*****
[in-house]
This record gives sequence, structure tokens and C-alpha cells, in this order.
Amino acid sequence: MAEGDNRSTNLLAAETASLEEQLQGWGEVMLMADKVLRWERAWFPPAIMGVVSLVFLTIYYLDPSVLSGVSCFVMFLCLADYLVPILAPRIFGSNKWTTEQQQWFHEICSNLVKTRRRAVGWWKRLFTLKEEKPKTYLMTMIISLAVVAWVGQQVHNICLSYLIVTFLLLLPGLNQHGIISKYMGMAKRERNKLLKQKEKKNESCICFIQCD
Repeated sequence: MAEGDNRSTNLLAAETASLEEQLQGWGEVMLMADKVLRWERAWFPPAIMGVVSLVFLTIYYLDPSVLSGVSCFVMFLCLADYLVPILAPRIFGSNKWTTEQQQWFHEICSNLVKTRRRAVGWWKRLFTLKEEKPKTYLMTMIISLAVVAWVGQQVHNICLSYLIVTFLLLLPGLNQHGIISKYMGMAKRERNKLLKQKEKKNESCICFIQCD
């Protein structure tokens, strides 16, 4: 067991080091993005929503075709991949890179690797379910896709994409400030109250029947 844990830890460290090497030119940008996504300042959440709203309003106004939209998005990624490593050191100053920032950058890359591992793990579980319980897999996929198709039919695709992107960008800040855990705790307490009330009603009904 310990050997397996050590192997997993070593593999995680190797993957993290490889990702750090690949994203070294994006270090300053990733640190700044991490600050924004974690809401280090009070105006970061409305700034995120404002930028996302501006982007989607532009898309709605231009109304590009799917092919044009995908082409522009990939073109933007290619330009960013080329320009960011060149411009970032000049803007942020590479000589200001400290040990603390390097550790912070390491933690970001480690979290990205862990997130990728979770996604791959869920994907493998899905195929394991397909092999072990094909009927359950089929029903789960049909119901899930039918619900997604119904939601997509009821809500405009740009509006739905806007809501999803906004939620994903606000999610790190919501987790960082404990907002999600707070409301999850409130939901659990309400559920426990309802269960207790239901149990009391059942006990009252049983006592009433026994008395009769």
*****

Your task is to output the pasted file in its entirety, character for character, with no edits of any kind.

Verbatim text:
[in-house]
This record gives sequence, structure tokens and C-alpha cells, in this order.
Amino acid sequence: MAEGDNRSTNLLAAETASLEEQLQGWGEVMLMADKVLRWERAWFPPAIMGVVSLVFLTIYYLDPSVLSGVSCFVMFLCLADYLVPILAPRIFGSNKWTTEQQQWFHEICSNLVKTRRRAVGWWKRLFTLKEEKPKTYLMTMIISLAVVAWVGQQVHNICLSYLIVTFLLLLPGLNQHGIISKYMGMAKRERNKLLKQKEKKNESCICFIQCD
Repeated sequence: MAEGDNRSTNLLAAETASLEEQLQGWGEVMLMADKVLRWERAWFPPAIMGVVSLVFLTIYYLDPSVLSGVSCFVMFLCLADYLVPILAPRIFGSNKWTTEQQQWFHEICSNLVKTRRRAVGWWKRLFTLKEEKPKTYLMTMIISLAVVAWVGQQVHNICLSYLIVTFLLLLPGLNQHGIISKYMGMAKRERNKLLKQKEKKNESCICFIQCD
């Protein structure tokens, strides 16, 4: 067991080091993005929503075709991949890179690797379910896709994409400030109250029947 844990830890460290090497030119940008996504300042959440709203309003106004939209998005990624490593050191100053920032950058890359591992793990579980319980897999996929198709039919695709992107960008800040855990705790307490009330009603009904 310990050997397996050590192997997993070593593999995680190797993957993290490889990702750090690949994203070294994006270090300053990733640190700044991490600050924004974690809401280090009070105006970061409305700034995120404002930028996302501006982007989607532009898309709605231009109304590009799917092919044009995908082409522009990939073109933007290619330009960013080329320009960011060149411009970032000049803007942020590479000589200001400290040990603390390097550790912070390491933690970001480690979290990205862990997130990728979770996604791959869920994907493998899905195929394991397909092999072990094909009927359950089929029903789960049909119901899930039918619900997604119904939601997509009821809500405009740009509006739905806007809501999803906004939620994903606000999610790190919501987790960082404990907002999600707070409301999850409130939901659990309400559920426990309802269960207790239901149990009391059942006990009252049983006592009433026994008395009769």